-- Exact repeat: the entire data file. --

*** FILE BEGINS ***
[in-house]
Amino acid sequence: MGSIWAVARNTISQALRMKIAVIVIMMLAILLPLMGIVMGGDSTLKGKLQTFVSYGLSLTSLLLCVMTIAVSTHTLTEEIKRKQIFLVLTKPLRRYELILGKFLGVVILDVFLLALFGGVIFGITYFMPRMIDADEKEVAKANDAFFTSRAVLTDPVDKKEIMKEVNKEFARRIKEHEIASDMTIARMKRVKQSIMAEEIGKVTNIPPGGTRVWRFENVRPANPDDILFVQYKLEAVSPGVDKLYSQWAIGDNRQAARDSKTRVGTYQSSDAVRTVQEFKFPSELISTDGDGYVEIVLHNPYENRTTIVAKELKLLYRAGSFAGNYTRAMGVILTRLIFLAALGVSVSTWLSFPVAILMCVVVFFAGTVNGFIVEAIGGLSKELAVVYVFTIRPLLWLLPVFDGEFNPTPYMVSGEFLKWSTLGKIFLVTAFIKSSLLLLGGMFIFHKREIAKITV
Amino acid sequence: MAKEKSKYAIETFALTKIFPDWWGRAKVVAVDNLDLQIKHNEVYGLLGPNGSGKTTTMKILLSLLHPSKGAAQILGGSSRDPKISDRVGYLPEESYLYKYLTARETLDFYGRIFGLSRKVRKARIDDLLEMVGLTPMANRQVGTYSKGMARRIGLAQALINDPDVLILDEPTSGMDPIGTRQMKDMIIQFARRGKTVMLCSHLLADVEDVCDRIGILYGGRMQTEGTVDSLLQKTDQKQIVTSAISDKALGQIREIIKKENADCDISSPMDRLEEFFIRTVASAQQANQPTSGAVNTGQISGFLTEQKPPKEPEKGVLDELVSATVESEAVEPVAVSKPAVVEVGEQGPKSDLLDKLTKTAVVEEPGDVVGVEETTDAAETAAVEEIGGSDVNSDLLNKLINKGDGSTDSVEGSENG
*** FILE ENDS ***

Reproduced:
[in-house]
Amino acid sequence: MGSIWAVARNTISQALRMKIAVIVIMMLAILLPLMGIVMGGDSTLKGKLQTFVSYGLSLTSLLLCVMTIAVSTHTLTEEIKRKQIFLVLTKPLRRYELILGKFLGVVILDVFLLALFGGVIFGITYFMPRMIDADEKEVAKANDAFFTSRAVLTDPVDKKEIMKEVNKEFARRIKEHEIASDMTIARMKRVKQSIMAEEIGKVTNIPPGGTRVWRFENVRPANPDDILFVQYKLEAVSPGVDKLYSQWAIGDNRQAARDSKTRVGTYQSSDAVRTVQEFKFPSELISTDGDGYVEIVLHNPYENRTTIVAKELKLLYRAGSFAGNYTRAMGVILTRLIFLAALGVSVSTWLSFPVAILMCVVVFFAGTVNGFIVEAIGGLSKELAVVYVFTIRPLLWLLPVFDGEFNPTPYMVSGEFLKWSTLGKIFLVTAFIKSSLLLLGGMFIFHKREIAKITV
Amino acid sequence: MAKEKSKYAIETFALTKIFPDWWGRAKVVAVDNLDLQIKHNEVYGLLGPNGSGKTTTMKILLSLLHPSKGAAQILGGSSRDPKISDRVGYLPEESYLYKYLTARETLDFYGRIFGLSRKVRKARIDDLLEMVGLTPMANRQVGTYSKGMARRIGLAQALINDPDVLILDEPTSGMDPIGTRQMKDMIIQFARRGKTVMLCSHLLADVEDVCDRIGILYGGRMQTEGTVDSLLQKTDQKQIVTSAISDKALGQIREIIKKENADCDISSPMDRLEEFFIRTVASAQQANQPTSGAVNTGQISGFLTEQKPPKEPEKGVLDELVSATVESEAVEPVAVSKPAVVEVGEQGPKSDLLDKLTKTAVVEEPGDVVGVEETTDAAETAAVEEIGGSDVNSDLLNKLINKGDGSTDSVEGSENG